- Associated Press - Monday, February 27, 2012

Today’s artists and crafters use the Internet not only to promote themselves, but also to sell their wares. Good-quality images sell a product; inferior images don’t.

So it makes business sense to learn a few tricks of the photographic trade.

Whether your subject is curios or objets d’art, look for the best natural light and a simple background before launching into a photo shoot, advised Me Ra Koh, a Takoma, Wash., photographer and author of “Your Baby in Pictures.”

“Get everything out of the background that doesn’t enhance the story you’re trying to tell,” Ms. Koh said. “It only takes a second to move a pop can for a photo that’s going to last a lifetime.”

Also ditch your automatic flash, which creates harsh lighting.

“The built-in flash is evil,” Ms. Koh said. “It’s never going to be a flattering shot.”

If you’re photographing your wares inside, put your back to a window, with the photo subject facing the outdoor light.

Outside, skip the picturesque park in favor of the parking lot.

“Grass sucks up sunlight. It bounces green,” Ms. Koh said. “We end up looking darker in the photo than what we actually see.”

The gray tones of gravel and cement, on the other hand, provide a neutral color that bounces up flattering light and fills in shadows on artwork.

William Dohman, who sells wooden signs and scenic images at his store, Oh Dier, at the online marketplace Etsy.com, is an architect and self-taught photographer who plans each photo shoot in his St. Paul, Minn., studio. Mr. Dohman likes to photograph his products in front of old buildings, which imbue his images with texture and color.

But don’t overuse those backgrounds, he warned; it can look busy.

Heidi Adnum begins with lighting in her book “The Crafter’s Guide to Taking Great Photos.” She, too, recommends using natural, diffused light for product shoots and urges crafters to learn how to work with it.

“We just see light as light until we start to understand it better,” said Ms. Adnum, of Newcastle, Australia.

Other tips from her book:

• Shoot outside on a cloudy day. Shade provides naturally diffused light.

• Inside, use a light tent - a box that acts as a ministudio - if shooting near a window is not possible. Crafters can make their own.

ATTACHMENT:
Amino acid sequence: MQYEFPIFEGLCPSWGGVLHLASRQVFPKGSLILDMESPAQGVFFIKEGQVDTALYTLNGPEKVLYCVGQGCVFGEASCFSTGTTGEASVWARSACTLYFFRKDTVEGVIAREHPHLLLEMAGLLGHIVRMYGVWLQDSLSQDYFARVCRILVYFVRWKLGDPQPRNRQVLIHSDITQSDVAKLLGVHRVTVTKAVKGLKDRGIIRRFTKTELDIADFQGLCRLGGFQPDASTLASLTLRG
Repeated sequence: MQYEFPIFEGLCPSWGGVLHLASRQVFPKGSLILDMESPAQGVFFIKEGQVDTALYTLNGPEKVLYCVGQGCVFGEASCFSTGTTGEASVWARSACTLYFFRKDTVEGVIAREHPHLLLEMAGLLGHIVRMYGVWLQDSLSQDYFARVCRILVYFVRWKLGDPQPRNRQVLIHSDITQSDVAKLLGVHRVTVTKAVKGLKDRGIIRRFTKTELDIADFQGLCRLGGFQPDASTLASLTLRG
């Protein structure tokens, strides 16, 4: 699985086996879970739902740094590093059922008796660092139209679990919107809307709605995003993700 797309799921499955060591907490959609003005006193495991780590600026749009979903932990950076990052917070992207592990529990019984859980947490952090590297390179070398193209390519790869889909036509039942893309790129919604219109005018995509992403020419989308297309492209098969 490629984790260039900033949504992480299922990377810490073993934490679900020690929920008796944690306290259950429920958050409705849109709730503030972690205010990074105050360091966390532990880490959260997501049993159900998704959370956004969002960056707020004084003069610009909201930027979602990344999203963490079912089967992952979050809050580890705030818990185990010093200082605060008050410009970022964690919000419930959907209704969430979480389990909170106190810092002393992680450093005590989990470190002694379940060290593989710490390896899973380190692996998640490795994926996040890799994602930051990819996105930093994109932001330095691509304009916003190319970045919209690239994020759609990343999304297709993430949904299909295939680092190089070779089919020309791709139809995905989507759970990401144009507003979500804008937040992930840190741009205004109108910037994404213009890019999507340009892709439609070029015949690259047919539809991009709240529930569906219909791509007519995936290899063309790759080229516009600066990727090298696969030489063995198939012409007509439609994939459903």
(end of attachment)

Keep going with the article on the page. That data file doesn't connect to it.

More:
• If you must use artificial light, go for cheap household lamps such as a desk lamp with an adjustable head. Make sure the bulb is white and that you diffuse the light. To diffuse light, use sheer white parchment paper or a white shower curtain.

Emily Free Wilson, a ceramics artist in Helena, Mont., needs to take professional-quality images of her colorful vases and dinnerware to post on her website, Free Ceramics, and at an Etsy shop of the same name. She said she thinks it was the quality of her images that landed her pottery on the cover of a recent issue of Ceramics Monthly magazine.

Her secret weapon? A white-to-black gradation backdrop that creates an optical illusion: white in the foreground and black in the background. It adds depth to an image.

“The artwork has a stronger presence, like it’s on stage,” Ms. Wilson said. “It’s a really nice little trick.”

If a photo needs help, Photoshop can come to the rescue. But experts caution against relying on the software to turn an average image into a dazzler.

For Ms. Koh, it’s a time issue: She’d rather take the time to set up a great shot than clean it up later.

Ms. Adnum recommended using Photoshop to crop out distractions or add graphics or text - especially handy for describing products on Etsy - but that’s it.

“If you’re selling an item based on a photograph, and your photograph makes your item look different, there’s a risk [the buyer] will be disappointed,” she said. “Ultimately, I think you want to keep your photograph as simple as possible and convey the messages that you want to and show your product in its best light.”

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